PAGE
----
Casten managed to unseat Peter Roskam, a six-term far-right congressman representing Illinois’ sixth congressional district. Drew Soukup, a junior arts administration major, worked on Casten’s campaign over the summer. Soukup was not surprised that Casten won, but he was surprised by the victory margin.

“He [Casten] didn’t go around screaming “Medicare-for-All,” Soukup said. “I think you can run left-leaning policies and still be open to Republicans to join. I don’t think just because you’re welcoming of Republicans that means you don’t support left-leaning issues.”

Not only is the argument that candidates with progressive policies had a rough night a bad-faith argument in a factual sense, it is also incredibly narrow in its scope; it completely ignores the fact that moderate, middle-of-the-road candidates — Blue Dog Democrats — had a horrible night. Indiana’s own senator Joe Donnelly spent the last month running ads distancing himself from what he identified as the “Radical Left” — candidates who were pro-universal healthcare or had a more liberal view on border control.

Donnelly was stomped, losing by five points to a first-time politician whose platform was about as nuanced as holding up a sign that said “Trump = Good.” The same thing happened in Missouri with Claire McCaskill and in North Dakota with Heidi Hetikamp. These candidates all attempted to walk a line of appearing moderate enough to appeal to Republican voters, and yet all of them were booted out of office.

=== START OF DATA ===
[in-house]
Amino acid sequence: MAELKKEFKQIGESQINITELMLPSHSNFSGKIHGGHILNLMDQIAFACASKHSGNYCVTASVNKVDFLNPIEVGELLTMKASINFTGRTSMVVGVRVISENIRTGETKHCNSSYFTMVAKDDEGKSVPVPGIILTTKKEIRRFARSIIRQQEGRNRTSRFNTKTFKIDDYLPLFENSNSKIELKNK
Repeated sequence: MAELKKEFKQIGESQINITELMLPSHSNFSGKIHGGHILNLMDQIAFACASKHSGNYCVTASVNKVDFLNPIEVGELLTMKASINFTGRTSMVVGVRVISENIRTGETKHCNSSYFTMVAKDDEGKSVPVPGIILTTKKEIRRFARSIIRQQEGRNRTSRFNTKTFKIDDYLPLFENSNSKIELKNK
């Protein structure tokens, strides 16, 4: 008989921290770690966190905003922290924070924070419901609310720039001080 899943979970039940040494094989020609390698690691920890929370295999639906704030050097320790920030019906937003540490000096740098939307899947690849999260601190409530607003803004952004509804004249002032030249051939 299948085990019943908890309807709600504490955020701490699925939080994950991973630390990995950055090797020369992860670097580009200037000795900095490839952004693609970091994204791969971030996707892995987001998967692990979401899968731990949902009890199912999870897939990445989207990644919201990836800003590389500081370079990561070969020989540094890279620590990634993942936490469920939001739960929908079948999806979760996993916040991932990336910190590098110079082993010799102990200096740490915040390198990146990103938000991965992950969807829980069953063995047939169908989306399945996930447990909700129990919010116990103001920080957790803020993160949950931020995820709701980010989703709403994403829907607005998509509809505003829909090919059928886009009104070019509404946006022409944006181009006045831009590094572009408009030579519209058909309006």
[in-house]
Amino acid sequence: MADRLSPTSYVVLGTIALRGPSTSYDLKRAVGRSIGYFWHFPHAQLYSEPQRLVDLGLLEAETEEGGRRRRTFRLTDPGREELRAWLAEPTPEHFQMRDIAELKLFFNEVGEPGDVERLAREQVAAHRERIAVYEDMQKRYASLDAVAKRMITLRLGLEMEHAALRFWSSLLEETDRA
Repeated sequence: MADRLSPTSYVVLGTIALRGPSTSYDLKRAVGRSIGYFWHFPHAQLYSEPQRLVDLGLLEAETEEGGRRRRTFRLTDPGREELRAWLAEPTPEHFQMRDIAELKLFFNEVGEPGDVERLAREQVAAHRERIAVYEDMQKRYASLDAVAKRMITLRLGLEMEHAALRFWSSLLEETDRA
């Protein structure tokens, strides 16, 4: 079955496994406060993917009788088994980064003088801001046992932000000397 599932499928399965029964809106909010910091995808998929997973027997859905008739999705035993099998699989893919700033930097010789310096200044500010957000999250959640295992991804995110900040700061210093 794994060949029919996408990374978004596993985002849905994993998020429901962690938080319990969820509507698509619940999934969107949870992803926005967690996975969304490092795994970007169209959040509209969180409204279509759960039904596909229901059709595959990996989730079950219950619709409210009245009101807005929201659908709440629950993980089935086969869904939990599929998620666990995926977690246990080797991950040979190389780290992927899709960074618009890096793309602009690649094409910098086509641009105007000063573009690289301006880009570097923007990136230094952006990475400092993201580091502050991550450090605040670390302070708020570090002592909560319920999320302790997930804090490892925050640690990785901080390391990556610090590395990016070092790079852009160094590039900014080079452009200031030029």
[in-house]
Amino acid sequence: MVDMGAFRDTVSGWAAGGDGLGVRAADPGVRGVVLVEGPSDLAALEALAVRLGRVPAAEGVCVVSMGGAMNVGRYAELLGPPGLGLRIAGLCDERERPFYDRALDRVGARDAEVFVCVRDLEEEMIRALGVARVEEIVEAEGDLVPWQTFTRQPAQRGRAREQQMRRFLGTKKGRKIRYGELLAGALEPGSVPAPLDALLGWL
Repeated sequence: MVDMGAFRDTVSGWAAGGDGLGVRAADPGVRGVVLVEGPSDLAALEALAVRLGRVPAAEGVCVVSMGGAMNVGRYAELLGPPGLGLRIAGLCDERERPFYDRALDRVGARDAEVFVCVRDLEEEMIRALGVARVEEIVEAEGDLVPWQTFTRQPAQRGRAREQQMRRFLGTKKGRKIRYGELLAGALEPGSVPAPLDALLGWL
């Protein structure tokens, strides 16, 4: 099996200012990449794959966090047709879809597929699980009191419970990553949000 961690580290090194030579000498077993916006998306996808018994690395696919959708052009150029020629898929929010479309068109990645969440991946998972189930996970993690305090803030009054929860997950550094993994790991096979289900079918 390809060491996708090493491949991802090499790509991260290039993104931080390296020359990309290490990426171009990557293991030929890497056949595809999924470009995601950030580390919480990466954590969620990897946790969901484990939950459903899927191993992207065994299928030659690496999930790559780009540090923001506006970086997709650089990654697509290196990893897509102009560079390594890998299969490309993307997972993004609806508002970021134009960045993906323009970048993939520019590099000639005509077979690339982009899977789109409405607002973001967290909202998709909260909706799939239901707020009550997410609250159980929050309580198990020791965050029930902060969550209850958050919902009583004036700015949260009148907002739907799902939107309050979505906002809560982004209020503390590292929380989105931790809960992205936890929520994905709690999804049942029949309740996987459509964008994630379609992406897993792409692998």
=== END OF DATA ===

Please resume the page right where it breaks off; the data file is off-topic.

How do we know, though, that they were not voted about because they were still too liberal? Aside from the fact that many candidates running in similar red areas on more progressive platforms won, there is research that refutes the absolutely ridiculous notion that progressive policies cannot garner support in Midwestern states.

According to Data for Progress, nearly 60 percent of likely Indiana Voters would support Medicare-for-All and nearly 50 percent support a $15 per hour minimum wage. These numbers are similar across the Midwest. Progressive policies have the support of the electorate; politicians are just scared of disrupting the status quo, a status quo that benefits them more than it does their electorate.

On top of candidates simply having more progressive policies, we also saw a record-shattering number of candidates who were women, people of color, or members of the LGBTQ+ community running for office and winning their races resoundingly.